Vegetable patch management
Having good soil is the key to growing healthy vegetables.  This page talks about how to get and maintain good soil

Definition of good soil
Good quality soil is the key to a successful vegetable garden. Ideally it should be high in organic matter with a soft friable texture. When scooped up in your hand it should be crumbly, but when you squeeze it in your hand it ought to hold together in a tight mass. The preferred PH of the soil is neutral to slightly acid.

While the abundance of garden worms is a good sign it is not an absolute indicator as only certain varieties of worms will be present in disturbed soil.

A test I use to see if my garden beds are up to scratch is to push my pointed fingers into the soil at a thirty degree angle. If my fingers slide in easily without crunching the knuckles then I know that the soil is reasonably balanced.

Making and maintaining good soil
Good quality soil does not just happen overnight. In my estimation it takes about three years to bring soil in a vegetable bed up to scratch and then requires further work to maintain it at the right balance. You do not need good soil to start with. In fact you do not need any soil as it is possible to create a good vegetable garden bed on top of concrete. What you have to do though is add the right ingredients to create good soil.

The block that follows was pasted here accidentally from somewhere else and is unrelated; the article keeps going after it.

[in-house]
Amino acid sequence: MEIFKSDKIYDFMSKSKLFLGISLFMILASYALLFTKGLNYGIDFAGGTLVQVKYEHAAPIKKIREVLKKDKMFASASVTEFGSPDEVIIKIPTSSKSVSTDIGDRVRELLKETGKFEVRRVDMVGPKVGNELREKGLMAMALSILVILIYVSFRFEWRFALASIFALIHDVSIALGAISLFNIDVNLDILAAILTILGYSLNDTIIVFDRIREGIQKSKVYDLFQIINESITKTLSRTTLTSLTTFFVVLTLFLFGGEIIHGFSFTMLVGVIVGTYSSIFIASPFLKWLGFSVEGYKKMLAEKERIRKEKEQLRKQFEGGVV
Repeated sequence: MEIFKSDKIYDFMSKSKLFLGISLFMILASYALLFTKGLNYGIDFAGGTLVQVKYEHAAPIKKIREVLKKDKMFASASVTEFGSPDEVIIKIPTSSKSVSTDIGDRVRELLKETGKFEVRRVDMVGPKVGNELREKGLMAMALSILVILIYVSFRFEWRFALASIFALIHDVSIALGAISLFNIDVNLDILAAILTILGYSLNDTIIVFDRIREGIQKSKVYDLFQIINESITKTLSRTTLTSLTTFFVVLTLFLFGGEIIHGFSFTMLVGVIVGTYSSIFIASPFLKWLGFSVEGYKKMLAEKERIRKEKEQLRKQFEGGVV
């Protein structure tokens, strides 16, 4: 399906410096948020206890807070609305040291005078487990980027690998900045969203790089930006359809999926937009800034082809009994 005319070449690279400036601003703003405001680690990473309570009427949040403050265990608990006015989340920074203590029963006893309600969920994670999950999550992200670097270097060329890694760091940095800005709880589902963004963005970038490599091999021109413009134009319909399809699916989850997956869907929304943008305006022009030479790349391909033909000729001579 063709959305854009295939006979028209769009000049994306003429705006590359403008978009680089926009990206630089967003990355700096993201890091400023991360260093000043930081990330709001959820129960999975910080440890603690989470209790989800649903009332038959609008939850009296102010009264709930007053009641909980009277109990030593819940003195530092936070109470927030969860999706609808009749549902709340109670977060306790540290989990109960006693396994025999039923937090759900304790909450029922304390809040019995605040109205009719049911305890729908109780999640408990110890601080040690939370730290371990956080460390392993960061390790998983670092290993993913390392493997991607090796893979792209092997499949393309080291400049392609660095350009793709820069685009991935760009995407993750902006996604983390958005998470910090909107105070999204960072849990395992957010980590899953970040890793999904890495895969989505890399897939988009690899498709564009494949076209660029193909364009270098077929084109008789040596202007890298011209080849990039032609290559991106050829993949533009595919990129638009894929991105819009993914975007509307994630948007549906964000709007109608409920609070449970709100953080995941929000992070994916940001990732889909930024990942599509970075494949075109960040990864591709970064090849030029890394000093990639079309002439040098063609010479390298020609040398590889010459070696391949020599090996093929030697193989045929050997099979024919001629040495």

A starting point for what materials to add to a vegetable patch can be found on the Vegetable Patch Design page under the heading Building a Raised Vegetable Patch a  Having built your vegetable bed it's important to add materials to it each time you prepare the bed for a new crop.

Some vegetable gardening books give specific ratios of compost, manure and other materials to be added. However I prefer to go with whatever is available and is the cheapest.